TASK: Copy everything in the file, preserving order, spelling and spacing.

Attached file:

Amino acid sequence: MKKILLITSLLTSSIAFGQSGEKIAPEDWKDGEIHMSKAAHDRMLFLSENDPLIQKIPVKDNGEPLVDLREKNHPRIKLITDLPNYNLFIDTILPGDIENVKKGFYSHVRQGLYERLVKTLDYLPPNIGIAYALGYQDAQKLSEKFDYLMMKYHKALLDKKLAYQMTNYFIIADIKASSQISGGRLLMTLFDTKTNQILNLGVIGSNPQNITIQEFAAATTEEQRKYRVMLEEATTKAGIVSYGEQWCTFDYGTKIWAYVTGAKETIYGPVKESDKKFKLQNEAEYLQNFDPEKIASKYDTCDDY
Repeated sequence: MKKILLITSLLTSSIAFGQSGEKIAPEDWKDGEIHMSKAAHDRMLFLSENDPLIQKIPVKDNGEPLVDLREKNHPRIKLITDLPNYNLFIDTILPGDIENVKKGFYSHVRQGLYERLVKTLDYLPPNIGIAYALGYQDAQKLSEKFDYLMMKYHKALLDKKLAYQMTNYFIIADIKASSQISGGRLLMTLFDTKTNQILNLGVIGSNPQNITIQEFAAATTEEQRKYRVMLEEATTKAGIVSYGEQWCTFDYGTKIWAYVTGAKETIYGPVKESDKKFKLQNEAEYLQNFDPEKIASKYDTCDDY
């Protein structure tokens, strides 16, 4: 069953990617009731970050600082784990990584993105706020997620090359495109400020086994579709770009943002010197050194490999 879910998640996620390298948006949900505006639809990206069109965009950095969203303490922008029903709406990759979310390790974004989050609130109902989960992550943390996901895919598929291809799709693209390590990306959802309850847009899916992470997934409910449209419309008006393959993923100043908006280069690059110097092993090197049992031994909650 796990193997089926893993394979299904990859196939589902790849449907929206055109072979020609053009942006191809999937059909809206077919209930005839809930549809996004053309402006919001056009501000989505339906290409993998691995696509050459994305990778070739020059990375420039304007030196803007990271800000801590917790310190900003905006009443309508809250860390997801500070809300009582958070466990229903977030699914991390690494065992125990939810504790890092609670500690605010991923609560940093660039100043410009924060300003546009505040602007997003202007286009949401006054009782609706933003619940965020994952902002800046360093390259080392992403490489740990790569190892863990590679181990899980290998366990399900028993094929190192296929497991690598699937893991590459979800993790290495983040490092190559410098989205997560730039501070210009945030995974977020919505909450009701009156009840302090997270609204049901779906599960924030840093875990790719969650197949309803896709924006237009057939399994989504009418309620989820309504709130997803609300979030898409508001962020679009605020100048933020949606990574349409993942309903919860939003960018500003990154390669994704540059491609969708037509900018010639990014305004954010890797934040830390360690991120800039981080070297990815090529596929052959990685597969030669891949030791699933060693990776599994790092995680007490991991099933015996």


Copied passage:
Amino acid sequence: MKKILLITSLLTSSIAFGQSGEKIAPEDWKDGEIHMSKAAHDRMLFLSENDPLIQKIPVKDNGEPLVDLREKNHPRIKLITDLPNYNLFIDTILPGDIENVKKGFYSHVRQGLYERLVKTLDYLPPNIGIAYALGYQDAQKLSEKFDYLMMKYHKALLDKKLAYQMTNYFIIADIKASSQISGGRLLMTLFDTKTNQILNLGVIGSNPQNITIQEFAAATTEEQRKYRVMLEEATTKAGIVSYGEQWCTFDYGTKIWAYVTGAKETIYGPVKESDKKFKLQNEAEYLQNFDPEKIASKYDTCDDY
Repeated sequence: MKKILLITSLLTSSIAFGQSGEKIAPEDWKDGEIHMSKAAHDRMLFLSENDPLIQKIPVKDNGEPLVDLREKNHPRIKLITDLPNYNLFIDTILPGDIENVKKGFYSHVRQGLYERLVKTLDYLPPNIGIAYALGYQDAQKLSEKFDYLMMKYHKALLDKKLAYQMTNYFIIADIKASSQISGGRLLMTLFDTKTNQILNLGVIGSNPQNITIQEFAAATTEEQRKYRVMLEEATTKAGIVSYGEQWCTFDYGTKIWAYVTGAKETIYGPVKESDKKFKLQNEAEYLQNFDPEKIASKYDTCDDY
């Protein structure tokens, strides 16, 4: 069953990617009731970050600082784990990584993105706020997620090359495109400020086994579709770009943002010197050194490999 879910998640996620390298948006949900505006639809990206069109965009950095969203303490922008029903709406990759979310390790974004989050609130109902989960992550943390996901895919598929291809799709693209390590990306959802309850847009899916992470997934409910449209419309008006393959993923100043908006280069690059110097092993090197049992031994909650 796990193997089926893993394979299904990859196939589902790849449907929206055109072979020609053009942006191809999937059909809206077919209930005839809930549809996004053309402006919001056009501000989505339906290409993998691995696509050459994305990778070739020059990375420039304007030196803007990271800000801590917790310190900003905006009443309508809250860390997801500070809300009582958070466990229903977030699914991390690494065992125990939810504790890092609670500690605010991923609560940093660039100043410009924060300003546009505040602007997003202007286009949401006054009782609706933003619940965020994952902002800046360093390259080392992403490489740990790569190892863990590679181990899980290998366990399900028993094929190192296929497991690598699937893991590459979800993790290495983040490092190559410098989205997560730039501070210009945030995974977020919505909450009701009156009840302090997270609204049901779906599960924030840093875990790719969650197949309803896709924006237009057939399994989504009418309620989820309504709130997803609300979030898409508001962020679009605020100048933020949606990574349409993942309903919860939003960018500003990154390669994704540059491609969708037509900018010639990014305004954010890797934040830390360690991120800039981080070297990815090529596929052959990685597969030669891949030791699933060693990776599994790092995680007490991991099933015996």